Story pointing anything and everything 

When using Story Points and velocity, teams only need to estimate Product Backlog items, as it’s only the total points attributed to these that count towards velocity. Velocity exists to guide teams as to how many Product Backlog items they can expect to complete in future Sprints based on previous performance. Assigning Story Points to anything else (bugs, meetings, refinement activities, etc.) is a waste of time. 

Gaming Story Points 

Unfortunately, management often misuses velocity as a performance metric. This can encourage teams to artificially inflate estimates and waste time assigning points to tasks or activities which don’t warrant them (as described above). Some teams might constantly revise estimates throughout the Sprint to claim any extra points of effort should the work be more complex than anticipated. Teams who are conscious of this negative practice might feel exhausted by this need to “game the system.” 

Wasteful practices regardless of the method chosen for estimation 

Estimating too far ahead

If estimates are assigned to work too far down the backlog, work will likely not begin on them anytime soon. In the meantime, more could be learnt about the work which might make the estimate less accurate. It may even transpire that the work isn’t needed at all, rendering the time spent estimating wasted. There’s value in being aware of upcoming work and even discussing it, but spending too much time getting into the details and attempting to estimate it isn’t time well spent. 

Failing to learn from estimates 

Without inspecting estimates and discussing learnings from the work, teams can miss the opportunity to process this knowledge and use it to benefit future estimates. In my experience, learning from estimates often gets overlooked during retrospective discussions. While it may be mentioned that work was more complex than expected, it might take some coaching to get the team to identify the root causes of the added complexity and agree on any actions needed to better prepare them in future.

Failing to explore differences in opinion 

Speed isn’t everything. Taking some time to ensure requirements are well understood at the estimating stage can prevent wasted time during development. When team members propose different estimates, lengthy discussions might ensue before the team can reach a consensus. I’ve noticed more impatient team members attempt to accelerate decision making by suggesting the team accept the majority vote, take the average estimate or plump for the highest. These shortcuts bypass valuable conversations which might reveal a simpler approach that convinces those with the higher estimates to agree on a lower one, or an added complexity that convinces those with lower estimates to accept a higher one. 

Sweating the small stuff

While there is value in properly discussing estimates, a disproportionate amount of time might be spent discussing the smallest backlog items. There’s probably little value to be gained from debating at length whether to assign 0.5 or 1 point or 1 or 2 points. While it’s worth hearing the rationale for the higher estimate, briefly, to make sure everything is considered, teams shouldn’t be spending more time discussing the work than they would spend doing it. If it’s small fry, just pick an estimate and move on.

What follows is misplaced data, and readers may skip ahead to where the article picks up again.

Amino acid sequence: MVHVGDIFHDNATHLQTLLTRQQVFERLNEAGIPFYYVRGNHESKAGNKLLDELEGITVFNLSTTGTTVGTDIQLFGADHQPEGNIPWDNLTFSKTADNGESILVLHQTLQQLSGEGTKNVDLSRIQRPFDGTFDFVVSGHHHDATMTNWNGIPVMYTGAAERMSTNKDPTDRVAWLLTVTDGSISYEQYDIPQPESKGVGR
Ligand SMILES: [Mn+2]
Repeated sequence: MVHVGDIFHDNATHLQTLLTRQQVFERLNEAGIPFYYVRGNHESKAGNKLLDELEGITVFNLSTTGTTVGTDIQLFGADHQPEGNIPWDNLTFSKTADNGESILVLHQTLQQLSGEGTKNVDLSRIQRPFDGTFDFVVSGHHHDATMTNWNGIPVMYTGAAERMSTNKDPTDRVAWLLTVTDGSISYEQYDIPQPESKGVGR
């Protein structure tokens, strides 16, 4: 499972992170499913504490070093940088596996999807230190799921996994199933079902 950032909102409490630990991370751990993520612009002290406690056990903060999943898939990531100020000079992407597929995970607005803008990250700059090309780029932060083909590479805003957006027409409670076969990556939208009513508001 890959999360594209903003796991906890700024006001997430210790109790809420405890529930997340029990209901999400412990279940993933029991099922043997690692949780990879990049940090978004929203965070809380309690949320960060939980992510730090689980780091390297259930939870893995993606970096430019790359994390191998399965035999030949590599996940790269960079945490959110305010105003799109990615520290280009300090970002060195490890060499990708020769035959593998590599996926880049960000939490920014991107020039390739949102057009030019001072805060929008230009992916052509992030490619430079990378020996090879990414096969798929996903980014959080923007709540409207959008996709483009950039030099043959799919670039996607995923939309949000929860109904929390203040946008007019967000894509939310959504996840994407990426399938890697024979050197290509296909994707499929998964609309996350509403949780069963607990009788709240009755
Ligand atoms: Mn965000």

While there’s value in agreeing on estimates for backlog items as a team, if developers want to break these down further into more granular tasks, it doesn’t need to be a whole team activity. There is little value in estimating them either.


Teams can make estimating work to their advantage by eliminating wasteful practices and focussing on the outcomes which enable learning, effective collaboration, inspection and adaption. These outcomes include:

Clarification of requirements 

Estimating encourages teams to clarify requirements and share knowledge before starting development. Of course, thorough discussions could still take place without estimating, but the need to reach a consensus and agree on a size increases participation and adds weight to the conversation.   

Increased predictability

Teams can use estimates to predict how much functionality they expect to deliver in a Sprint. By improving estimating practices they can increase the accuracy of these predictions and make

planning easier.  

Indicator of progress

Estimates can be a valuable point of inspection for teams while the work is in progress, serving as a reminder of what was expected at the outset. If the effort required exceeds expectations, this may highlight the need to revise the Sprint plan. 

A point of reference to inform future work

Teams can learn a lot from comparing estimated effort vs. actual and exploring the reasons behind any variance. Where did any extra effort originate from? Can they tackle the root cause to make future work more predictable? Answers to these questions can reveal dependencies, knowledge gaps, unstable areas in the codebase, etc. By making these visible, they can be prioritised and dealt with, or at least accounted for in future estimates. 

In agreeing on the actual effort required by completed stories, teams can use these as benchmarks, making relative estimating simpler and more accurate. 

With some fine-tuning of the estimation process, the time invested could be much better spent. 

About the author

Alexandra Cory
Scrum Master

Experienced Scrum Master with a varied background working with software development teams in a number of sectors including digital agencies, finance, publishing and eCommerce. Helping teams to transition from Waterfall to Agile, implement Scrum and successfully scale Scrum in rapidly growing organizations. Passionate about empowering teams to self-manage, build trust and optimize their ways of working to become high performing teams.